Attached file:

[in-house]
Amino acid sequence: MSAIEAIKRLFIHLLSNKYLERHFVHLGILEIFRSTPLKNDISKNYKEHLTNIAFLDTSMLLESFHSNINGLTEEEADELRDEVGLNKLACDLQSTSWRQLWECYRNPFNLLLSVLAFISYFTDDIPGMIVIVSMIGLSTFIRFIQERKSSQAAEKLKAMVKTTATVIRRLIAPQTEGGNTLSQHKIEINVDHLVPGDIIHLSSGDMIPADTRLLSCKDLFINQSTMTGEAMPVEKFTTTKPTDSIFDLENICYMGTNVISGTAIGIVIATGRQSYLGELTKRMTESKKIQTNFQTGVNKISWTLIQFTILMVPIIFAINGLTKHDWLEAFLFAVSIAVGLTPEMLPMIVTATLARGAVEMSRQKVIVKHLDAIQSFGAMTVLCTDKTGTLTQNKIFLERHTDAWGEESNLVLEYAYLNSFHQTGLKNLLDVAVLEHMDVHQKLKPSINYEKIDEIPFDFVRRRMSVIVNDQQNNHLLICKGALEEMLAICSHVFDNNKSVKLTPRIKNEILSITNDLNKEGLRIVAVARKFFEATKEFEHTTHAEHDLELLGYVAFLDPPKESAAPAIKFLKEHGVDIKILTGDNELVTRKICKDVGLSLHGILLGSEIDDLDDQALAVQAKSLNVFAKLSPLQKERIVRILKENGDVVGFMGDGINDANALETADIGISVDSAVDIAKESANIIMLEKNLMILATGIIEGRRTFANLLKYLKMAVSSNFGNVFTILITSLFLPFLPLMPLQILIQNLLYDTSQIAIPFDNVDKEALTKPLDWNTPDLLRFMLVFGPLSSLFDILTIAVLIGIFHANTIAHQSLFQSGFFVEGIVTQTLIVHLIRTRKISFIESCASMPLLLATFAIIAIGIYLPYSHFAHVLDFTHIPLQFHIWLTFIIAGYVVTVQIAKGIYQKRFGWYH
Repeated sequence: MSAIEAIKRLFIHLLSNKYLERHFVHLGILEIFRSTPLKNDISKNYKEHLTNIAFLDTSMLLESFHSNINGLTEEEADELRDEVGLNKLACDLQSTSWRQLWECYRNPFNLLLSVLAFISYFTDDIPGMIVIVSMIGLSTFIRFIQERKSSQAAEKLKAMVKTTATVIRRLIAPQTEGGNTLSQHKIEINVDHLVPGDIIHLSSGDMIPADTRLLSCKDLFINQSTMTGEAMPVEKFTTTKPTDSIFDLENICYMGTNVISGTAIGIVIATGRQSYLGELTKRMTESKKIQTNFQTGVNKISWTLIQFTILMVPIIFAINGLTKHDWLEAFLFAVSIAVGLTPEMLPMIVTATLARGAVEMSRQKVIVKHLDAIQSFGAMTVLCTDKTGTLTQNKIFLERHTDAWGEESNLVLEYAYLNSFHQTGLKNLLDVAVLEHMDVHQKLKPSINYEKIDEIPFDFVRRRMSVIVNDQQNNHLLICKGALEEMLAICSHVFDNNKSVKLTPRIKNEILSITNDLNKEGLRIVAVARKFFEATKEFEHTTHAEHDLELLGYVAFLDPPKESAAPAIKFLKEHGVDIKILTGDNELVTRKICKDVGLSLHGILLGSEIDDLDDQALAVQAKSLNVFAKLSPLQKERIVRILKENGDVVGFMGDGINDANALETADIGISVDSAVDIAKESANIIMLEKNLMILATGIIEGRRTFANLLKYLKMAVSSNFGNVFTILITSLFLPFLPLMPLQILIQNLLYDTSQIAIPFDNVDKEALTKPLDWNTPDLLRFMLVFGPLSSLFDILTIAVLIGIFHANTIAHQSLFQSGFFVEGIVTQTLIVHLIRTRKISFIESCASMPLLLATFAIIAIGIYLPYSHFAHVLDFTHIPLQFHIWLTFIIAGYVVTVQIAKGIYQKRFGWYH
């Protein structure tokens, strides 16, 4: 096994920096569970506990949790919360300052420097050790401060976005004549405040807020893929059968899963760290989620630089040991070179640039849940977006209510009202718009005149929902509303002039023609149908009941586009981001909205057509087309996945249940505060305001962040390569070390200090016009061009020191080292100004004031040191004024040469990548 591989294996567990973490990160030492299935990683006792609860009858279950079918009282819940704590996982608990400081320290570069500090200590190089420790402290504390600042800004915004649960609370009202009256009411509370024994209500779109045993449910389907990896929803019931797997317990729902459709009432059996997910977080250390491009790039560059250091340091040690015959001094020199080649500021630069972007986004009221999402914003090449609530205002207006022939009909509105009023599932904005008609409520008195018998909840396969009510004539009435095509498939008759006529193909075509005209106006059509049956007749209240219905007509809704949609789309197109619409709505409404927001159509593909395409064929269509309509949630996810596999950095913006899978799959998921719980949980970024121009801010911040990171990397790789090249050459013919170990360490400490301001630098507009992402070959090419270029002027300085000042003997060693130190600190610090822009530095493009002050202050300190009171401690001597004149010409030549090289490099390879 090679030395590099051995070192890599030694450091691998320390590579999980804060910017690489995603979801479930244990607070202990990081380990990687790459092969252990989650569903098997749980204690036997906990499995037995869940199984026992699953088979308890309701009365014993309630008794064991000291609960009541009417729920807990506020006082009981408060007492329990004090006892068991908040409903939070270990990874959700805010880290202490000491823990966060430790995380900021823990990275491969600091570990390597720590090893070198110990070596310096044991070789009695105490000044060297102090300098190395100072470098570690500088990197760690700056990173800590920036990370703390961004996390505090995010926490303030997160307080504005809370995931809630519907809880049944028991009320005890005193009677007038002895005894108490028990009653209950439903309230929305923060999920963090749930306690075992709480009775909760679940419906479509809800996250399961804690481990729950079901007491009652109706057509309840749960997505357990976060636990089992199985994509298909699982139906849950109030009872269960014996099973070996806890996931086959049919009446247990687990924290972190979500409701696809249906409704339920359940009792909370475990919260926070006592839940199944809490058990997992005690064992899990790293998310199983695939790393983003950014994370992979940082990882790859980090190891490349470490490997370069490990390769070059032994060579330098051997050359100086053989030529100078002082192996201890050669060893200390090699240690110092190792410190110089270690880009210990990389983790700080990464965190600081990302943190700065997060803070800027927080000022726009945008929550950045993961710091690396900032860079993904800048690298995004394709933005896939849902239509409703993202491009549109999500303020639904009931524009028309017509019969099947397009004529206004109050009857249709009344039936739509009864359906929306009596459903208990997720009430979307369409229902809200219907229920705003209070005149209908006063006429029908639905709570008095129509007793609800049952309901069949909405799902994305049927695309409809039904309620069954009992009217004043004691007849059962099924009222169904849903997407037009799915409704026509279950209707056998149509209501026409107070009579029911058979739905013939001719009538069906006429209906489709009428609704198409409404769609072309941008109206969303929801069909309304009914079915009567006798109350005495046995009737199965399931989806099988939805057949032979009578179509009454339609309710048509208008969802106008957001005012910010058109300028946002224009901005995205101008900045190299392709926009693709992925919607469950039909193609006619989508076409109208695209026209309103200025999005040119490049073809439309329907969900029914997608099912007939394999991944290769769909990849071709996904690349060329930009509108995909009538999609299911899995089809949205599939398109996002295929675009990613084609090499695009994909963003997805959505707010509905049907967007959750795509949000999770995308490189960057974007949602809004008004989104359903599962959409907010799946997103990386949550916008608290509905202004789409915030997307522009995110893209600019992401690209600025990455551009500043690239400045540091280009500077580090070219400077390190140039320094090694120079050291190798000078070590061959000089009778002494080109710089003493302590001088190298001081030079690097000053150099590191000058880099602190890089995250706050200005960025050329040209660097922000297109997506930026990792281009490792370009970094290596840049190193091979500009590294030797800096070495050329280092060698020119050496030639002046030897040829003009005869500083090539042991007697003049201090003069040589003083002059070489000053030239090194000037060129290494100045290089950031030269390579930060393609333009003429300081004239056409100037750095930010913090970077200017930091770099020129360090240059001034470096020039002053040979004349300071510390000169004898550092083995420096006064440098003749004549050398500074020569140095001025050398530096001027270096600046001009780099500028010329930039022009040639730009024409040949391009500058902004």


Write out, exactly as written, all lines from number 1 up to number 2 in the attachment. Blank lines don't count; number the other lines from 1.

[in-house]
Amino acid sequence: MSAIEAIKRLFIHLLSNKYLERHFVHLGILEIFRSTPLKNDISKNYKEHLTNIAFLDTSMLLESFHSNINGLTEEEADELRDEVGLNKLACDLQSTSWRQLWECYRNPFNLLLSVLAFISYFTDDIPGMIVIVSMIGLSTFIRFIQERKSSQAAEKLKAMVKTTATVIRRLIAPQTEGGNTLSQHKIEINVDHLVPGDIIHLSSGDMIPADTRLLSCKDLFINQSTMTGEAMPVEKFTTTKPTDSIFDLENICYMGTNVISGTAIGIVIATGRQSYLGELTKRMTESKKIQTNFQTGVNKISWTLIQFTILMVPIIFAINGLTKHDWLEAFLFAVSIAVGLTPEMLPMIVTATLARGAVEMSRQKVIVKHLDAIQSFGAMTVLCTDKTGTLTQNKIFLERHTDAWGEESNLVLEYAYLNSFHQTGLKNLLDVAVLEHMDVHQKLKPSINYEKIDEIPFDFVRRRMSVIVNDQQNNHLLICKGALEEMLAICSHVFDNNKSVKLTPRIKNEILSITNDLNKEGLRIVAVARKFFEATKEFEHTTHAEHDLELLGYVAFLDPPKESAAPAIKFLKEHGVDIKILTGDNELVTRKICKDVGLSLHGILLGSEIDDLDDQALAVQAKSLNVFAKLSPLQKERIVRILKENGDVVGFMGDGINDANALETADIGISVDSAVDIAKESANIIMLEKNLMILATGIIEGRRTFANLLKYLKMAVSSNFGNVFTILITSLFLPFLPLMPLQILIQNLLYDTSQIAIPFDNVDKEALTKPLDWNTPDLLRFMLVFGPLSSLFDILTIAVLIGIFHANTIAHQSLFQSGFFVEGIVTQTLIVHLIRTRKISFIESCASMPLLLATFAIIAIGIYLPYSHFAHVLDFTHIPLQFHIWLTFIIAGYVVTVQIAKGIYQKRFGWYH